Riding the CalTrain to and from the museum, it was a bit surreal to realize just how many famous technology companies and tech-heavy locales are in the area – Menlo Park, Redwood Shores, Cupertino etc.

After the museum we went back downtown to try and score some good eats.  We ended up going to a highly recommended (and deservedly so) Mexican place in the Mission called La Taqueria.  I had a chorizo burrito, and man was it ever delicious.  Then we walked over to Mitchell’s for some ice cream.  The place was packed but the wait was worth it – it instantly became one of my top three ice cream parlours by virtue of its rich creamery goodness.


The next day I had lunch with friends from Vancouver who had moved down here recently, then got on a plane home.

San Francisco is a really nice city – it feels like Vancouver but is much prettier.  I definitely need to go back and see more.


Overall I really enjoyed this vacation.  Everything went really smoothly (for me, at least) and I did everything I wanted to do.  Got some relaxation in, had some great food, saw some good sights, and most importantly got out of my routine and had some new experiences.

Whereas my last vacation (my road trip across Canada last year) was about rehashing my past, this year’s trip was chock full of new experiences and new records for me:

  • Farthest west I’ve ever been: 157° 57′ W.
  • Farthest into the past (GMT-10) I’ve ever been.
  • Farthest south I’ve ever been: 19° 19’N.
  • Doubled the number of states I’ve visited, to four.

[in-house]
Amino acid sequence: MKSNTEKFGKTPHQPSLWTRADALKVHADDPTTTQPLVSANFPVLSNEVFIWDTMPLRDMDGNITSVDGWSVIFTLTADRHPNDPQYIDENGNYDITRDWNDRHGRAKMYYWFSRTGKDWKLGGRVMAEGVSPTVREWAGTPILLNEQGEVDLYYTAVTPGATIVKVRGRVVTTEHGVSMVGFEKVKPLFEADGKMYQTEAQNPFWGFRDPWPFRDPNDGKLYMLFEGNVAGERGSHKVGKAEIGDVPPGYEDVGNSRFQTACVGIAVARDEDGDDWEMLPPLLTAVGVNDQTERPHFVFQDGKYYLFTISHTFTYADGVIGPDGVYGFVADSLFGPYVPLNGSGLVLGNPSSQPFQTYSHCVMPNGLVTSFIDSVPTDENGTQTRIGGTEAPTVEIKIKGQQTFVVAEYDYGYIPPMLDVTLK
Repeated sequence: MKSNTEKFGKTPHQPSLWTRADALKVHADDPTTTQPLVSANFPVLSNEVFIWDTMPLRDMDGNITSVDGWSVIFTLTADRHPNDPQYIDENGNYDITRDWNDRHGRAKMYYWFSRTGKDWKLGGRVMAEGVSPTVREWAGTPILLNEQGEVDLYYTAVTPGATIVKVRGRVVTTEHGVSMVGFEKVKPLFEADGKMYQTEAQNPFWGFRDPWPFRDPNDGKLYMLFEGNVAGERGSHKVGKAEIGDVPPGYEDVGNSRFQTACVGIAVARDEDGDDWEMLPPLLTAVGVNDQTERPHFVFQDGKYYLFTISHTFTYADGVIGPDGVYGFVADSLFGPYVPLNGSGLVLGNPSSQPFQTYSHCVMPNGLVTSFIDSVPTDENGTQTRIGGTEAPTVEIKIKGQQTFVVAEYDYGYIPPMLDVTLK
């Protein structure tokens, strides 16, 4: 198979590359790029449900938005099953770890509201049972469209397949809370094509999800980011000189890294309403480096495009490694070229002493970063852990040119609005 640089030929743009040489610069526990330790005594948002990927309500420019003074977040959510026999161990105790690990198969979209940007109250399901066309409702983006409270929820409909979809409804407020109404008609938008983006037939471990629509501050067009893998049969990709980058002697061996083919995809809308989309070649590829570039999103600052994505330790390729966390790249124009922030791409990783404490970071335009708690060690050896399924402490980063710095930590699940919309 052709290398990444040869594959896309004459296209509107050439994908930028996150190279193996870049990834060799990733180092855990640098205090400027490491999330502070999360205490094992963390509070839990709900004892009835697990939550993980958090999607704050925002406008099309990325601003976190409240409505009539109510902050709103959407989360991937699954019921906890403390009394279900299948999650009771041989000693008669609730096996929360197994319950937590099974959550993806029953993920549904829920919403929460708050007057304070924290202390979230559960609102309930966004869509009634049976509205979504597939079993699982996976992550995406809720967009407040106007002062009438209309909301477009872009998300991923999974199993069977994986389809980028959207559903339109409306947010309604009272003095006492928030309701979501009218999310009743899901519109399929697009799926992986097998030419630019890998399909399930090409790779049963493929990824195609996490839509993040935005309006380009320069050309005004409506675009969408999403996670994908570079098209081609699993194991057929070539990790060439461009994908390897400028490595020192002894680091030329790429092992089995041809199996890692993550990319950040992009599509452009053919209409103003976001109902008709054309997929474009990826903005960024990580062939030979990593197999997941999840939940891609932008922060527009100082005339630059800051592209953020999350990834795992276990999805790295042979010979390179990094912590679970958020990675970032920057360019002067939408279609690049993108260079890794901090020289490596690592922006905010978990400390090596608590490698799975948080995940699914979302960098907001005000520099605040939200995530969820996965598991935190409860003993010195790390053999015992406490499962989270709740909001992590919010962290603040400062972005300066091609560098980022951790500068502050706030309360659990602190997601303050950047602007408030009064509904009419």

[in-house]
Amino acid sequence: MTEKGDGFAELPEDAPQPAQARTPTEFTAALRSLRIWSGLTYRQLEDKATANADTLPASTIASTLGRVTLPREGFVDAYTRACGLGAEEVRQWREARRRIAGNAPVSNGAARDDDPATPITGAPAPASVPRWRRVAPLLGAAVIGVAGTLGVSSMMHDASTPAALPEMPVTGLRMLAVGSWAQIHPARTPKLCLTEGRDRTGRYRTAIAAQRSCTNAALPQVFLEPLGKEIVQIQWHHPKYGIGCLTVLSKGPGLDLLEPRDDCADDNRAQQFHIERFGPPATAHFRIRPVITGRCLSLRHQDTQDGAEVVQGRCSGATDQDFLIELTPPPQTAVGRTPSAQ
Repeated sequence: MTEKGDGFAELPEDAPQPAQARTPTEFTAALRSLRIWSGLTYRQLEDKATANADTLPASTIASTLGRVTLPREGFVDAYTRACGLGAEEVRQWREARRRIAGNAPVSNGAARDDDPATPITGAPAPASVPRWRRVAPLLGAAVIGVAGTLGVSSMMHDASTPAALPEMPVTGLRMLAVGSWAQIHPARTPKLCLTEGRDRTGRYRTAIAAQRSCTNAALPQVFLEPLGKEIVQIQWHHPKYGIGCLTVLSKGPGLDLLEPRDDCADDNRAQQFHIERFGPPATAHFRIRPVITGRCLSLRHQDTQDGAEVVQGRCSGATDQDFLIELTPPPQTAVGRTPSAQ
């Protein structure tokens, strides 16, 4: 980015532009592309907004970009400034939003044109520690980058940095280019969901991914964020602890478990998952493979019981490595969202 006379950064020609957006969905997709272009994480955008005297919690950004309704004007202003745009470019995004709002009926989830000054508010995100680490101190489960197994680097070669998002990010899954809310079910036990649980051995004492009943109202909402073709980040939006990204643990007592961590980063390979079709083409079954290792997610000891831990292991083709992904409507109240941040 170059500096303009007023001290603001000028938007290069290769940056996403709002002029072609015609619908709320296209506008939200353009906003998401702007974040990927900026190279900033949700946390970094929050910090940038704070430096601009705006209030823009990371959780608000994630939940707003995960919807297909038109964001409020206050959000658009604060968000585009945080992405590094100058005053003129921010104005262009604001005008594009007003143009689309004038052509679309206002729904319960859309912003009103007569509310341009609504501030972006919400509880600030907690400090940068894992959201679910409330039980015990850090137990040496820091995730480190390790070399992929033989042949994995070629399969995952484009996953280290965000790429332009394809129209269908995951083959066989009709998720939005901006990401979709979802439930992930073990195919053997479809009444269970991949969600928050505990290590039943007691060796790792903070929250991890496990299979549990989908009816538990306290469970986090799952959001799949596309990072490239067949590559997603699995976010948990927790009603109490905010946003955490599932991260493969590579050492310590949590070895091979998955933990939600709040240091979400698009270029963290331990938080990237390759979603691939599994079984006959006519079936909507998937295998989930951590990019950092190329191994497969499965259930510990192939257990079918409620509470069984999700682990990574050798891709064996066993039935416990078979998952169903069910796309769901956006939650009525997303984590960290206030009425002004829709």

• I realized I actually kind of like flying, so long as I can see out the window and there’s no turbulence.  It’s still cheating as a form of travel, but driving to Hawaii by road is admittedly a little difficult.
  • First swim in 30 years.
  • First swim in the ocean.
  • First time snorkeling.
  • First time in the US and A since 2004.
  • First shaved ice treat.
  • First burrito.
  • First malasada.
  • First visit to an active volcano.
  • Highest altitude I’ve ever been on the ground – 9000 ft.
  • First time in a tropical place.

Overall: A great success!


I just returned from my vacation to Hawaii and San Francisco.  It was a delightful trip.  I’ll be posting photos in a week or so, after I’ve had a chance to go through them and clean them up.

I spent a week in Hawaii, renting a condo for a week at the Vista Waikoloa Beach Resort, which I highly recommend doing – it’s cheaper than a resort hotel, quieter, and the suites are large and comfortable.  I went for this option because my friend Phloem has a place in the same building, so this made coordination easy.